Yale has taken the highest spot because the journal began its rating within the Nineteen Eighties. Harvard Legislation College, at present ranked fourth, withdrew hours later.
Yale Daily News
Yale Law School will no longer participate in the U.S. News & World Report law school rankings, Dean Heather Gerken announced Wednesday morning.
Yale Law School, which has held the number one spot on the magazine’s list for the past three decades, will be the first top 14 school to part ways with the ranking system. Harvard Law School withdrew later the same day.
“Over the last few years, U.S. News has begun to adopt metrics that have become increasingly damaging to the profession,” Gerken told the News.“They’re making it harder and harder for other law schools to do the right thing.”
Gerken’s announcement characterizes USNWR rankings as “profoundly flawed,” and fundamentally at odds with the institutional values of YLS. According to the statement, the metrics considered by the magazine disincentivize law schools from introducing programs to increase accessibility and dissuades institutions from supporting public-interest careers.
According to the magazine’s website, rankings are determined by a series of metrics including graduate employment rates, placement of students, faculty resources, academic achievements of entering students and the “opinions by law schools, lawyers and judges on overall program quality.” 192 American Bar Association-accredited law schools were ranked by USNWR in 2022.
“I believe in giving people a chance to change and listen to critique,” Gerken told the News. “But we have been talking to US News about these problems, and nothing has changed.”
YLS is not the first educational institution to remove itself from USNWR ranking consideration. Last June, Columbia University announced that it would no longer participate in the undergraduate ranking system after the publication of an article written by Columbia math professor Michael Thaddeus, which alleged that Columbia was misrepresenting the data it reported to the magazine.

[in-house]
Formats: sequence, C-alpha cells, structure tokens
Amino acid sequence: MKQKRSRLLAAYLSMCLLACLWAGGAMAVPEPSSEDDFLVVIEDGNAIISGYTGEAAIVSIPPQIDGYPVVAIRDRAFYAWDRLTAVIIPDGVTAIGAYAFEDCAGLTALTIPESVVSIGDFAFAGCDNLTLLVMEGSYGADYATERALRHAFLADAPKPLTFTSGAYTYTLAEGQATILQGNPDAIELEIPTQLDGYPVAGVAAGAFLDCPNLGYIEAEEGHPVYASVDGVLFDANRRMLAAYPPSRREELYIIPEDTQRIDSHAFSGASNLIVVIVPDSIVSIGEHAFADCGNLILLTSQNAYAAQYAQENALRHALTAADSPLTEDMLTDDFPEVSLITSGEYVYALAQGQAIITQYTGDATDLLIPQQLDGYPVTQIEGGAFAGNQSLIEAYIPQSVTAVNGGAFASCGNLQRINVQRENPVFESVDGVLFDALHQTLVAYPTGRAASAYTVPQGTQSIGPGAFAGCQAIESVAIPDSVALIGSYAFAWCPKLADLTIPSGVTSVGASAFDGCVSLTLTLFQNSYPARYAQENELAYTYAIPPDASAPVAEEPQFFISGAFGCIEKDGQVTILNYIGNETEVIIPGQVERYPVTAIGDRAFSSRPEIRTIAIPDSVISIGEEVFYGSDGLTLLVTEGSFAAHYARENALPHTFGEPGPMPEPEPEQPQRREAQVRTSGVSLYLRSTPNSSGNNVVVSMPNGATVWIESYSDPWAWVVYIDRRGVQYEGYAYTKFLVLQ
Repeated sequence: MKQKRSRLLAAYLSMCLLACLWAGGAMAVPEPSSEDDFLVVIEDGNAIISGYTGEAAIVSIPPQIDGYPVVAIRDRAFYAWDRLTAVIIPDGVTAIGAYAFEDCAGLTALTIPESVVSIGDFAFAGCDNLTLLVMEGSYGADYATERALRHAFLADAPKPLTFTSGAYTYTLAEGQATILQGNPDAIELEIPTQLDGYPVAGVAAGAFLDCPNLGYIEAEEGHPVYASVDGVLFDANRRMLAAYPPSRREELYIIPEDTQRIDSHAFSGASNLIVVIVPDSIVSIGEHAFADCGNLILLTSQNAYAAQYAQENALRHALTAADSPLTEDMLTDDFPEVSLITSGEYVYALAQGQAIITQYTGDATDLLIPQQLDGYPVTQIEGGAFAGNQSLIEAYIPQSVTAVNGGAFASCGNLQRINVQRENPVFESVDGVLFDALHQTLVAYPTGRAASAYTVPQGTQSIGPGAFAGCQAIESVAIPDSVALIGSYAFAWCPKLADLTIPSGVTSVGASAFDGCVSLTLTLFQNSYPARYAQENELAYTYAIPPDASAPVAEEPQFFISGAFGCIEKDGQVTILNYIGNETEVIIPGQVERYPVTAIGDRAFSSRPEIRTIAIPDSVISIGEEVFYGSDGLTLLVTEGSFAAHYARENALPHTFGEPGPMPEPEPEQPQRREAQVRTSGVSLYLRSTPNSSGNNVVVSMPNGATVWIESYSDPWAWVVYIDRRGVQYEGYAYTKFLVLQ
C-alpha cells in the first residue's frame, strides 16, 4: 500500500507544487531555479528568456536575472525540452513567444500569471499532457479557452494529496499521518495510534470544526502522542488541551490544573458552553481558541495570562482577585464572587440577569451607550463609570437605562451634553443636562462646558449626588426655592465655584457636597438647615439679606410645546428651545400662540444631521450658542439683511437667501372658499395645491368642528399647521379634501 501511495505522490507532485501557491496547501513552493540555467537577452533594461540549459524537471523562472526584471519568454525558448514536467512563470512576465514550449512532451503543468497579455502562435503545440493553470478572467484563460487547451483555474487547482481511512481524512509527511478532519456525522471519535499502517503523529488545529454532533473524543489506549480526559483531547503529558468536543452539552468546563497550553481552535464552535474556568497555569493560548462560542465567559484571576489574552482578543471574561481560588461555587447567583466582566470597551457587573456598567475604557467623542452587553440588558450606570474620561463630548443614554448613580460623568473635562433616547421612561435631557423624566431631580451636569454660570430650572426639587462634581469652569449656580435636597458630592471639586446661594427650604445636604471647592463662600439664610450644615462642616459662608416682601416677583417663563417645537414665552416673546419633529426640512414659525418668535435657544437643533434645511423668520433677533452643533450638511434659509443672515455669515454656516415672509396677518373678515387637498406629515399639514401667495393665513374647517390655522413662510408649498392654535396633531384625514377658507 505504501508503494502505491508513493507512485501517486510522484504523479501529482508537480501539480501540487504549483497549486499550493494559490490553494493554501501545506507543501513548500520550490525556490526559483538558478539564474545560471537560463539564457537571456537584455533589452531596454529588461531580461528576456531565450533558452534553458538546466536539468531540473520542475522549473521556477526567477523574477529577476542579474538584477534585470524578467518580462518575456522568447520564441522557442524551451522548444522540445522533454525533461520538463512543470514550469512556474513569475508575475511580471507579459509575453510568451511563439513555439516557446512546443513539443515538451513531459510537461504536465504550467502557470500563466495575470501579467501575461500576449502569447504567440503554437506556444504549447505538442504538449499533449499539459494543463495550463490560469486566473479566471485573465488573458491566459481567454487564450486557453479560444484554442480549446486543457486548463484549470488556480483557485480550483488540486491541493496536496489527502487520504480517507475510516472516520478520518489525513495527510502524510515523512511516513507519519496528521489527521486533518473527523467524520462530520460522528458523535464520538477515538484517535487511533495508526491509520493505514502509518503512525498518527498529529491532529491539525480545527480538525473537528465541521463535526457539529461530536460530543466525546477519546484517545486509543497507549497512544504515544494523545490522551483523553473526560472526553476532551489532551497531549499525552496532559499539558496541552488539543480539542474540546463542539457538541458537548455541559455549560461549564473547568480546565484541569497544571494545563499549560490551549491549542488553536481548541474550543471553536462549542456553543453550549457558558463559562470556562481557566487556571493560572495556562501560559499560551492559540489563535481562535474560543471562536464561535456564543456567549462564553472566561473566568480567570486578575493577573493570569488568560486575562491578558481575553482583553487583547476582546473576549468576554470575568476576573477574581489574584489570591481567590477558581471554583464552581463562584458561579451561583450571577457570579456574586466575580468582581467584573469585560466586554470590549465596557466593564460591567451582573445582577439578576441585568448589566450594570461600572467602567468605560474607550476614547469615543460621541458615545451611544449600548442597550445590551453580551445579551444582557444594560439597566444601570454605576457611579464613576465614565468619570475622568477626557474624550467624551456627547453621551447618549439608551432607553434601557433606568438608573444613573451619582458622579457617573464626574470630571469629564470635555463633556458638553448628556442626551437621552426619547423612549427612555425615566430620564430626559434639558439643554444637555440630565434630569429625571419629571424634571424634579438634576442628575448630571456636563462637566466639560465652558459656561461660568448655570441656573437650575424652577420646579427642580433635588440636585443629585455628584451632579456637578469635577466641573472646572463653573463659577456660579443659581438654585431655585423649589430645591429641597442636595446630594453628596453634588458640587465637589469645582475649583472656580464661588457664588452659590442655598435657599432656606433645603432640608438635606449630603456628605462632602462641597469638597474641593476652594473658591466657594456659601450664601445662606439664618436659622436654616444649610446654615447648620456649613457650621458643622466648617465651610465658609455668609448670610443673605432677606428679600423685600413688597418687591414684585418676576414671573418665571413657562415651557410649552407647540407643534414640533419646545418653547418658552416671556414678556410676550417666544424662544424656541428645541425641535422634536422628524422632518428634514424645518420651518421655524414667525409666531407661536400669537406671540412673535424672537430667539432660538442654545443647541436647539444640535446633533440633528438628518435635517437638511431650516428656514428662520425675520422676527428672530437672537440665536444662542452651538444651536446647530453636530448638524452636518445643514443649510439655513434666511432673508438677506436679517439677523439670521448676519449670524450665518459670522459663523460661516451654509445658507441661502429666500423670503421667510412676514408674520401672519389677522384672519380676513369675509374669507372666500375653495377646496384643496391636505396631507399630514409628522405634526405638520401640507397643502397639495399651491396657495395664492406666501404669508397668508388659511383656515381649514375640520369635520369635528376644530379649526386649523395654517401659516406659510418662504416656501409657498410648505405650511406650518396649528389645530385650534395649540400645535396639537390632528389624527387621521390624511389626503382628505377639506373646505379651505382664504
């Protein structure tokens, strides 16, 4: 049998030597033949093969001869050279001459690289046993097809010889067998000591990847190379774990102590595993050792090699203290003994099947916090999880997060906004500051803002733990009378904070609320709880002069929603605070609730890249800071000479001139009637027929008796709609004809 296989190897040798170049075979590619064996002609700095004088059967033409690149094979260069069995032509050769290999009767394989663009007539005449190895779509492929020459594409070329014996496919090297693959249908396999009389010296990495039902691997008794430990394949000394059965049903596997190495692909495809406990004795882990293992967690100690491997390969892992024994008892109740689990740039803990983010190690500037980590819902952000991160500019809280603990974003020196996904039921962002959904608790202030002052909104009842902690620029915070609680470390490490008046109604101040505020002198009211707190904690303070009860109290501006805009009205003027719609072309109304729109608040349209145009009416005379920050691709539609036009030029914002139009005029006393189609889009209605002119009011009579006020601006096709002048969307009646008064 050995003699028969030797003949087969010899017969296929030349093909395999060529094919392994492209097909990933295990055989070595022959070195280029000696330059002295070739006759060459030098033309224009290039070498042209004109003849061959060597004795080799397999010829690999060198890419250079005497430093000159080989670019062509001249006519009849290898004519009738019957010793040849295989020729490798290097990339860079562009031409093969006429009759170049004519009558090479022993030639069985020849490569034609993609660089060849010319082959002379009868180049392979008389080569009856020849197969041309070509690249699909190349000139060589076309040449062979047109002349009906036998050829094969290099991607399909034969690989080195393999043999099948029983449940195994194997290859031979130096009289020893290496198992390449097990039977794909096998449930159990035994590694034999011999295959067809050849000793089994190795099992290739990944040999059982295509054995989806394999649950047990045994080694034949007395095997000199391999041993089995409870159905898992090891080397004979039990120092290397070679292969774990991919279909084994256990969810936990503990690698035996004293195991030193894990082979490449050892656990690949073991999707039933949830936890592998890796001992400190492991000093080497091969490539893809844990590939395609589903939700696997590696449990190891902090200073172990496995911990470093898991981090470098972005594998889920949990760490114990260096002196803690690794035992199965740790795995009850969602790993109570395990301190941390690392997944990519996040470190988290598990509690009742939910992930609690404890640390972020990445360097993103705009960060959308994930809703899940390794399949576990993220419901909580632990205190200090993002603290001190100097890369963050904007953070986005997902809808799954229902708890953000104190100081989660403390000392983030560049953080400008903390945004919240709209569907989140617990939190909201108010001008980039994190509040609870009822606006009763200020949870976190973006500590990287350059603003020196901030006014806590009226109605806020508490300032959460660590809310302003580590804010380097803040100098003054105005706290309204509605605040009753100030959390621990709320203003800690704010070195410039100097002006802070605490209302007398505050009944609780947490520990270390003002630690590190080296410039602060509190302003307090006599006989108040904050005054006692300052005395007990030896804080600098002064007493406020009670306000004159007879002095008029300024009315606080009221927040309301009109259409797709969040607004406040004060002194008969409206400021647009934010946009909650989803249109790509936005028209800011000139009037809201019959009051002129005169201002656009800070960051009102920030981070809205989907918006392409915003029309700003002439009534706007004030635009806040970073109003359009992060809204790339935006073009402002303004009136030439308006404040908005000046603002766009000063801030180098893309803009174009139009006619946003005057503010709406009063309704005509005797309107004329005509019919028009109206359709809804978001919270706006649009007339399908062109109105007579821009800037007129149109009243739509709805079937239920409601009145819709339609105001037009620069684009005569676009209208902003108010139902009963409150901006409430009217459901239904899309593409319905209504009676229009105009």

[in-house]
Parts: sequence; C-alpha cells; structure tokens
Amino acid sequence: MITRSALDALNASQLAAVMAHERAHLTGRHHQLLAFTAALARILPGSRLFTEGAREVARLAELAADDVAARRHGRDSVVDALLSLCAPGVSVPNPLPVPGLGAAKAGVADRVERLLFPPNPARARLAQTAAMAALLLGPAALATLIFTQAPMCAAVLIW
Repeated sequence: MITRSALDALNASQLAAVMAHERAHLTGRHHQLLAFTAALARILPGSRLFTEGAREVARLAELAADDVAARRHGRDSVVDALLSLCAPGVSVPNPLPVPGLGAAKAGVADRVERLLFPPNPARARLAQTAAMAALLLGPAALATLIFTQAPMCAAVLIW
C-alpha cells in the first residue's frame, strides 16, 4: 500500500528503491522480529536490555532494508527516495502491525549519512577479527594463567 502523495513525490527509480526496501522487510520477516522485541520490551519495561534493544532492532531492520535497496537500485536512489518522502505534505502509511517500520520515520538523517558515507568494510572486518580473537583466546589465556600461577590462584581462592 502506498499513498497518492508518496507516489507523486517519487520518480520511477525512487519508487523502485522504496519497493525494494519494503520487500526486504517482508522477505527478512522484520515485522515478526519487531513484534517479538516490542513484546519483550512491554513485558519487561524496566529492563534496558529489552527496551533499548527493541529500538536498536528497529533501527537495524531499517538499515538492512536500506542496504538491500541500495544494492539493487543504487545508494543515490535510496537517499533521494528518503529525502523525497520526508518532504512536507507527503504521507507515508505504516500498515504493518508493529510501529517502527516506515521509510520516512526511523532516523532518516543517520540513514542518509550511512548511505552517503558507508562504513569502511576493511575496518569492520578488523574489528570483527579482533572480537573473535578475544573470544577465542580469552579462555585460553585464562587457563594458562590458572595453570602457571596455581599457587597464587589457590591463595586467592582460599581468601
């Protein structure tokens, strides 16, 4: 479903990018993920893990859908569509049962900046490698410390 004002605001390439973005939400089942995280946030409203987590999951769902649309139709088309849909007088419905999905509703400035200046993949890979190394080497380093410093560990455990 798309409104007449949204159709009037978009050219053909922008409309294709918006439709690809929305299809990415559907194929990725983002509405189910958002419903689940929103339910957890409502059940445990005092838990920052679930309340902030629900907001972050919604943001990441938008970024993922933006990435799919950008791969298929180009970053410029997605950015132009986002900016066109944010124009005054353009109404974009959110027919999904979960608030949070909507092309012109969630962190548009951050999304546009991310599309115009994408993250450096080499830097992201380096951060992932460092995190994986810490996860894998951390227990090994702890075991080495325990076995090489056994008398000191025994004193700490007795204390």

Gerken told the News that YLS’ decision to withdraw from the ranking system was not influenced by the Columbia University scandal.
Gerken shared that she believes deans at other law schools had engaged in conversations over the last few years about the flaws with the USNWR ranking system, but that YLS’ decision to remove itself from consideration was an entirely independent one.
“Our mission is to bring the most talented schools and students in the country here, and to provide the leadership they need,” Gerken said, “We’re just focused on our mission, we’ve always been focused on our mission and US News has no effect on our mission.”
Dean Gerken explained that the decision to withdraw from the ranking was made after consultation with faculty and students. She emphasized that community responses to the announcement had been overwhelmingly supportive.
In an email to the News, Professor Ian Ayres wrote that faculty members were “overwhelmingly supportive” of Gerken’s announcement.
“This is a proud day for the school,” Ayres wrote. “The US News ranking system makes it harder for law schools to take action on [need based aid and public service] without paying an undeserved price.”
Hillary Browning LAW ’25 noted that some students believed the dean’s decision was made in anticipation of a potential drop in the ratings.
“I want to emphasize, we have never made policies based on rankings,” Gerken said. “We just don’t pay attention. We’re really just focused on scholarship and leadership.”
Chisato Kimura LAW ’25 wrote in an email to the News that she fully supported YLS withdrawing from the ranking system, which in her opinion employed metrics that “inevitably hurt low-income students.”
“The ranking system incentivizes law schools to admit students who can pay for law school without taking on loans over students who may need financial aid,” Chisato wrote. “The ranking system also incentivizes law schools to funnel resources/support to private law career options rather than public interest law.”
Kimura does not anticipate that YLS’ withdrawal from USNWR will impact its prestige and reputation as an institution. She believes that Yale Law School will continue to make data publicly available that would otherwise be published on the USNWR’s law school ranking list.
Kimura also emphasized that YLS’ reputation should be all the more prestigious for its decision to withdraw from the USNWR rankings.
“I believe this decision affirms YLS’ commitment to increasing access to law school and addressing some of the systemic barriers to law school,” Kimura wrote. “That is a reputation that I would be proud for YLS to have.”
In an email addressed to the Harvard Law School community this afternoon, HLS Dean John Manning announced that Harvard Law would also no longer participate in the U.S. News & World Report rankings.
The letter acknowledges Dean Gerken’s announcement made earlier this morning, although it does not mention any coordination between administrations at Yale and Harvard Law Schools.
“We at HLS have made this decision because it has become impossible to reconcile our principles and commitments with the methodology and incentives the U.S. News ranking reflects,” the statement reads. “This decision was not made lightly and only after considerable deliberation over the past several months.”
Yale Law School was founded in 1824.